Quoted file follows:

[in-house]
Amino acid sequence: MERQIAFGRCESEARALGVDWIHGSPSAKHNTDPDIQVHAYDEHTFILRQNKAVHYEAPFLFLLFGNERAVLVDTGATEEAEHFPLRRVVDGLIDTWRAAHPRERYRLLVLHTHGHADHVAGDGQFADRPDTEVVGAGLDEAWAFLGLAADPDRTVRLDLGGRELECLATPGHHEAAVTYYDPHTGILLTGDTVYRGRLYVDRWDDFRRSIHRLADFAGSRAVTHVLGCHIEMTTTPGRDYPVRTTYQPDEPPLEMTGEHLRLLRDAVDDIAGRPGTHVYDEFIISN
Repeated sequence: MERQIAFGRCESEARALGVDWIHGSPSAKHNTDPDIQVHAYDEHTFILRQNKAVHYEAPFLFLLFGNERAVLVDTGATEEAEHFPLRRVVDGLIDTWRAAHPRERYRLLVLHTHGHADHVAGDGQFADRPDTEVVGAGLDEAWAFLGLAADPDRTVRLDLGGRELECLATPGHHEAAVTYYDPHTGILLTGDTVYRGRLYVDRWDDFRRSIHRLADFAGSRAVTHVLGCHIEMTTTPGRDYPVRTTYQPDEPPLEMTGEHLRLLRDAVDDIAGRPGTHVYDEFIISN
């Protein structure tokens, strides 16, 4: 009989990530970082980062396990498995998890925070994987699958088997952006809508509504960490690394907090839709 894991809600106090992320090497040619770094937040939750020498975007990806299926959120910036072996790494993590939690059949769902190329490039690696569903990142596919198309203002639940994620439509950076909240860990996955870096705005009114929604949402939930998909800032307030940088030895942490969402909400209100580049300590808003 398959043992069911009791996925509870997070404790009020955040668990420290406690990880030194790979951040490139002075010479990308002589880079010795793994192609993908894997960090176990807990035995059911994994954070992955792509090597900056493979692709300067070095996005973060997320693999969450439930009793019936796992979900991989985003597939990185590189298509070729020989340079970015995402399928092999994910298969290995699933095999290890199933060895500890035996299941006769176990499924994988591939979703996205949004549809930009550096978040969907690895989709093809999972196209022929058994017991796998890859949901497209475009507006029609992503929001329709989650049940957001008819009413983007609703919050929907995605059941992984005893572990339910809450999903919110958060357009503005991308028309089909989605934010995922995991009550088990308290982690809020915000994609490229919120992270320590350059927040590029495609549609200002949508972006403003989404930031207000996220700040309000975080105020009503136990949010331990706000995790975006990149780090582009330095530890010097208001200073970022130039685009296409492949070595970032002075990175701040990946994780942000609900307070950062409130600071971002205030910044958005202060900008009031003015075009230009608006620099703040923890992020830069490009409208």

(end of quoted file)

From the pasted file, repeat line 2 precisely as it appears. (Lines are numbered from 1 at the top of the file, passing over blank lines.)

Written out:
Amino acid sequence: MERQIAFGRCESEARALGVDWIHGSPSAKHNTDPDIQVHAYDEHTFILRQNKAVHYEAPFLFLLFGNERAVLVDTGATEEAEHFPLRRVVDGLIDTWRAAHPRERYRLLVLHTHGHADHVAGDGQFADRPDTEVVGAGLDEAWAFLGLAADPDRTVRLDLGGRELECLATPGHHEAAVTYYDPHTGILLTGDTVYRGRLYVDRWDDFRRSIHRLADFAGSRAVTHVLGCHIEMTTTPGRDYPVRTTYQPDEPPLEMTGEHLRLLRDAVDDIAGRPGTHVYDEFIISN